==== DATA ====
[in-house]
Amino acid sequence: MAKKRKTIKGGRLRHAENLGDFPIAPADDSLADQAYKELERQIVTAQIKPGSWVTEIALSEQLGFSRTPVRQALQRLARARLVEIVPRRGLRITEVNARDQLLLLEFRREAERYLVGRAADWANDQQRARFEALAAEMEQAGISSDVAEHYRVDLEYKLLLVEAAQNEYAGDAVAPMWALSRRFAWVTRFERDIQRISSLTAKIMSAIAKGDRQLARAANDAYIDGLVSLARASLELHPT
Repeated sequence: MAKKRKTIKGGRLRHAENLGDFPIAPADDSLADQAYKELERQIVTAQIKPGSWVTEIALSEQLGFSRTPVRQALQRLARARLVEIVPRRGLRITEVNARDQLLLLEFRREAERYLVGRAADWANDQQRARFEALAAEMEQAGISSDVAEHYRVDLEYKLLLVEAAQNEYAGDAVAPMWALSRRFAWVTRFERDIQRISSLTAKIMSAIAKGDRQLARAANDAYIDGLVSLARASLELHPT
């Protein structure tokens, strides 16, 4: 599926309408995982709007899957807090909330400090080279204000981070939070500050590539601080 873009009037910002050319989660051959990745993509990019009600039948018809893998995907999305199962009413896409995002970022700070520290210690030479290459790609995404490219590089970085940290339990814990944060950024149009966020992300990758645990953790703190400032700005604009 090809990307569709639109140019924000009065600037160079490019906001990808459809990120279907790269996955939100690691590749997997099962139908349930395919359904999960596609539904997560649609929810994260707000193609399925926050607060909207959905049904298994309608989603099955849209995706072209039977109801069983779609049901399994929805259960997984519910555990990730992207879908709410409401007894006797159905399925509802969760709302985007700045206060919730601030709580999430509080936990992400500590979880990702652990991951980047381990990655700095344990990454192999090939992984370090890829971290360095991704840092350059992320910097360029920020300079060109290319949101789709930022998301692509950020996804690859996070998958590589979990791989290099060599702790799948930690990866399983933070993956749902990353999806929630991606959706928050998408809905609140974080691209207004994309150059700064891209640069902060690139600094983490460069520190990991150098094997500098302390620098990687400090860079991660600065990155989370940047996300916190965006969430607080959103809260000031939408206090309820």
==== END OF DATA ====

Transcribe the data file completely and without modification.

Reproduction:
[in-house]
Amino acid sequence: MAKKRKTIKGGRLRHAENLGDFPIAPADDSLADQAYKELERQIVTAQIKPGSWVTEIALSEQLGFSRTPVRQALQRLARARLVEIVPRRGLRITEVNARDQLLLLEFRREAERYLVGRAADWANDQQRARFEALAAEMEQAGISSDVAEHYRVDLEYKLLLVEAAQNEYAGDAVAPMWALSRRFAWVTRFERDIQRISSLTAKIMSAIAKGDRQLARAANDAYIDGLVSLARASLELHPT
Repeated sequence: MAKKRKTIKGGRLRHAENLGDFPIAPADDSLADQAYKELERQIVTAQIKPGSWVTEIALSEQLGFSRTPVRQALQRLARARLVEIVPRRGLRITEVNARDQLLLLEFRREAERYLVGRAADWANDQQRARFEALAAEMEQAGISSDVAEHYRVDLEYKLLLVEAAQNEYAGDAVAPMWALSRRFAWVTRFERDIQRISSLTAKIMSAIAKGDRQLARAANDAYIDGLVSLARASLELHPT
């Protein structure tokens, strides 16, 4: 599926309408995982709007899957807090909330400090080279204000981070939070500050590539601080 873009009037910002050319989660051959990745993509990019009600039948018809893998995907999305199962009413896409995002970022700070520290210690030479290459790609995404490219590089970085940290339990814990944060950024149009966020992300990758645990953790703190400032700005604009 090809990307569709639109140019924000009065600037160079490019906001990808459809990120279907790269996955939100690691590749997997099962139908349930395919359904999960596609539904997560649609929810994260707000193609399925926050607060909207959905049904298994309608989603099955849209995706072209039977109801069983779609049901399994929805259960997984519910555990990730992207879908709410409401007894006797159905399925509802969760709302985007700045206060919730601030709580999430509080936990992400500590979880990702652990991951980047381990990655700095344990990454192999090939992984370090890829971290360095991704840092350059992320910097360029920020300079060109290319949101789709930022998301692509950020996804690859996070998958590589979990791989290099060599702790799948930690990866399983933070993956749902990353999806929630991606959706928050998408809905609140974080691209207004994309150059700064891209640069902060690139600094983490460069520190990991150098094997500098302390620098990687400090860079991660600065990155989370940047996300916190965006969430607080959103809260000031939408206090309820």